Traveling in Oman
Oman’s foreign trade in the first half of the last century was limited exclusively to agricultural products. Oman’s top exports early on were dates and regionally produced vegetables, fish, and frankincense resins. Trade during this time was primarily a domestic affair, with virtually no exchange with other states. Even rice, a staple of Omani food, was imported. Other types of goods were rarely imported nor considered necessary. There were no major trading ports in Oman, no serviceable airports, no infrastructure, and no modern communications technology. Oman was a dead country economically, in terms of world trade, and technologically. But then, the country’s oil production started and Sultan Quaboos, who seemed to only have been waiting for the opportunity to lead his people into a time of innovation and openness to the world, took his chance.
Today’s foreign trade in Oman
Today, Omani foreign trade is dominated by the two great energy suppliers oil and gas. These two products account for around 80 % of Oman’s exports. But the country and especially the economy of the country are undergoing a change. The foundations for the growth of new economic sectors have long been laid. With an excellent education system and a large number of government-supported programs for other economic sectors, Oman is working feverishly to make itself interesting in other areas of the world. It also found the way back to its roots.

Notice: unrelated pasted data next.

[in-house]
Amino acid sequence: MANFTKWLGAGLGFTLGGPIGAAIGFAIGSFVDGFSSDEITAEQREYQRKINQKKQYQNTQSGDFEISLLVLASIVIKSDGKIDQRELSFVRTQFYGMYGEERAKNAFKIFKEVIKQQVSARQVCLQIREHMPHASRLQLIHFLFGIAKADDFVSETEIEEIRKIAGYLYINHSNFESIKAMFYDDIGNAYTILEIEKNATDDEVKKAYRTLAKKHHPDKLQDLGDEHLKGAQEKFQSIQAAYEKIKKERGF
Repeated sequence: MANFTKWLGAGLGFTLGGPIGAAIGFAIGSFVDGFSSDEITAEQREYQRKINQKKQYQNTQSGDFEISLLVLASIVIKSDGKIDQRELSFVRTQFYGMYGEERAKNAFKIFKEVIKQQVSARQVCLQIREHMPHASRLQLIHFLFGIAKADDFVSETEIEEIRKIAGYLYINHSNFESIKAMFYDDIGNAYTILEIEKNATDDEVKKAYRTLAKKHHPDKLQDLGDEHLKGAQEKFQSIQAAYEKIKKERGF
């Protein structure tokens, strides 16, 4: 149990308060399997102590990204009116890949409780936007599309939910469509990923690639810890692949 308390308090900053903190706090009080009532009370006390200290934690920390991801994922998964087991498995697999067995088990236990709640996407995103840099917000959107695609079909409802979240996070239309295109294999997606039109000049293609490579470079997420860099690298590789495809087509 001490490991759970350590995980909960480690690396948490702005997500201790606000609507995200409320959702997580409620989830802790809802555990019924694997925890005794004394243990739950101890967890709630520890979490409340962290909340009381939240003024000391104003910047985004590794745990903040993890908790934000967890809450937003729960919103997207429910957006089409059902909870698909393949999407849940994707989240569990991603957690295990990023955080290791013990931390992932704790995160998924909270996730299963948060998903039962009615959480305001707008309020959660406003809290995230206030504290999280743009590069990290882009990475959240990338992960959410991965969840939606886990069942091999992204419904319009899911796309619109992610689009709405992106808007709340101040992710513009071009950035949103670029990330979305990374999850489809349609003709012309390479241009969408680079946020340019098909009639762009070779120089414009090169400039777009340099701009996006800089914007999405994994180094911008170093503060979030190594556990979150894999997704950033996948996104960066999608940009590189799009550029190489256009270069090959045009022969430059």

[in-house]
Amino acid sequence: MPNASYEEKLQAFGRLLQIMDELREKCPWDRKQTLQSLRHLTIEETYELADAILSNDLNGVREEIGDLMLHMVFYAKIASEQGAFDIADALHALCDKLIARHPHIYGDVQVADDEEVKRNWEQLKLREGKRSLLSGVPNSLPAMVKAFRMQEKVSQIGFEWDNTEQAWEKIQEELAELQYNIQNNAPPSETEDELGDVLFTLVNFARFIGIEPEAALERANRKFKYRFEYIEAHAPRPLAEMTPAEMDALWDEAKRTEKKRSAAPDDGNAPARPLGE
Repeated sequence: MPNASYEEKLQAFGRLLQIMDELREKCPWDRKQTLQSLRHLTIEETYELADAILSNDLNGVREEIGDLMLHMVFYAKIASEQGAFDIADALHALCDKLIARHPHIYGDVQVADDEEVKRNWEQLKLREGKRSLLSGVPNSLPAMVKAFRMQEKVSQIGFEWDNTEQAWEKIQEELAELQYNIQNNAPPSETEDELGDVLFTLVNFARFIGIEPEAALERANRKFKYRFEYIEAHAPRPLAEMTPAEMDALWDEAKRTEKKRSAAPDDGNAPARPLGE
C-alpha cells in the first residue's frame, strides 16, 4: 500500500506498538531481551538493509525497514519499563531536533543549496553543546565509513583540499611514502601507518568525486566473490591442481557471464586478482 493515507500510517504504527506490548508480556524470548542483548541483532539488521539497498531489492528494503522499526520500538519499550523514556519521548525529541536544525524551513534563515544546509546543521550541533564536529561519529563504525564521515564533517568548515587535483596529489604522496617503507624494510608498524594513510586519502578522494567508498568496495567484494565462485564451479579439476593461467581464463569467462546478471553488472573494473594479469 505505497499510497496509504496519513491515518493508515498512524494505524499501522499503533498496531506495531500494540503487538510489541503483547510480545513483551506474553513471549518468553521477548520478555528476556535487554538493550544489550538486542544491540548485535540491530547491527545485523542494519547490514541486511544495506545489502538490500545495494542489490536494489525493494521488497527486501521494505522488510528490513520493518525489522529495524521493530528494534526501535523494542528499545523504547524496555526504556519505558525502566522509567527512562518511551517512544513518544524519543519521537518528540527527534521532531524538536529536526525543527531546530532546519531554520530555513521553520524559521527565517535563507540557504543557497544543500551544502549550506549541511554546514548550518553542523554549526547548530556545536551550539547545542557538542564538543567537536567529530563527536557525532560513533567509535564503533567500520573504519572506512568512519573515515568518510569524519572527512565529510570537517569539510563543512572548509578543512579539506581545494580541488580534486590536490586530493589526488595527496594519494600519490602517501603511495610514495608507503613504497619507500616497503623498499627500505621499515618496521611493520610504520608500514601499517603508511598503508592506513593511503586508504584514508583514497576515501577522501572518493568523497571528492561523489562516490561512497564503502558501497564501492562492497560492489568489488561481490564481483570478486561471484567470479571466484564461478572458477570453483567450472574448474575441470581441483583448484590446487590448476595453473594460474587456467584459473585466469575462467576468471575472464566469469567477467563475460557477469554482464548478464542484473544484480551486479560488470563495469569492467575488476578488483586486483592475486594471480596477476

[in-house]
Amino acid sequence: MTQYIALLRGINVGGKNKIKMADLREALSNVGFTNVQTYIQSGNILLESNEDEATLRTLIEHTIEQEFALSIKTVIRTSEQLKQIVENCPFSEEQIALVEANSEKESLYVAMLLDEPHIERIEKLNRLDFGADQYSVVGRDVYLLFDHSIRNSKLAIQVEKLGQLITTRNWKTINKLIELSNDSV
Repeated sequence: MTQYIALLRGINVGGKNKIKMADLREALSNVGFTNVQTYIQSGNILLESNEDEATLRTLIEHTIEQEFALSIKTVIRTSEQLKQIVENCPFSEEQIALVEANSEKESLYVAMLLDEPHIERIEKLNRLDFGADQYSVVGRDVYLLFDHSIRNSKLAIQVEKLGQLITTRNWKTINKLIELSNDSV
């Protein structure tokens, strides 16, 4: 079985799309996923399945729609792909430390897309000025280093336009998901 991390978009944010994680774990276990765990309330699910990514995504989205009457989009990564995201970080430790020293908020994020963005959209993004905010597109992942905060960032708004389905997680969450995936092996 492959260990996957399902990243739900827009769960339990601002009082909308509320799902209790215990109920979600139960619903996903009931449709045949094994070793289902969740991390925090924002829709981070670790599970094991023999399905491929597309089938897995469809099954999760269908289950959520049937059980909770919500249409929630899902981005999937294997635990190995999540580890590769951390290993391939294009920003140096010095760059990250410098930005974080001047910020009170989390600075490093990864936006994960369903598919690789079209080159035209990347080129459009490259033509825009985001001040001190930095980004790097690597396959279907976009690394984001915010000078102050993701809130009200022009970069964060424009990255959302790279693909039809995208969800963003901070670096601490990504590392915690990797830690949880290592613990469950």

Important foreign trade products other than oil and gas
In addition to oil and gas, Oman has returned to exporting products it previously sold to neighboring countries – (with modest means) until the middle of the last century. Today, Omani agricultural products like dates, lemons, pomegranates, Arabic vegetables and, above all, frankincense, can be obtained worldwide. Particularly skilled in the production of incense, Oman is a top global supplier and considered the world’s largest supplier of frankincense. But other export items such as metals, precious metals, and services are on the rise. So, as Oman strengthens its foreign trade, it wants to take an important step away from oil and gas dependency. And in recent years, Oman has been increasingly successful in diversifying its economy.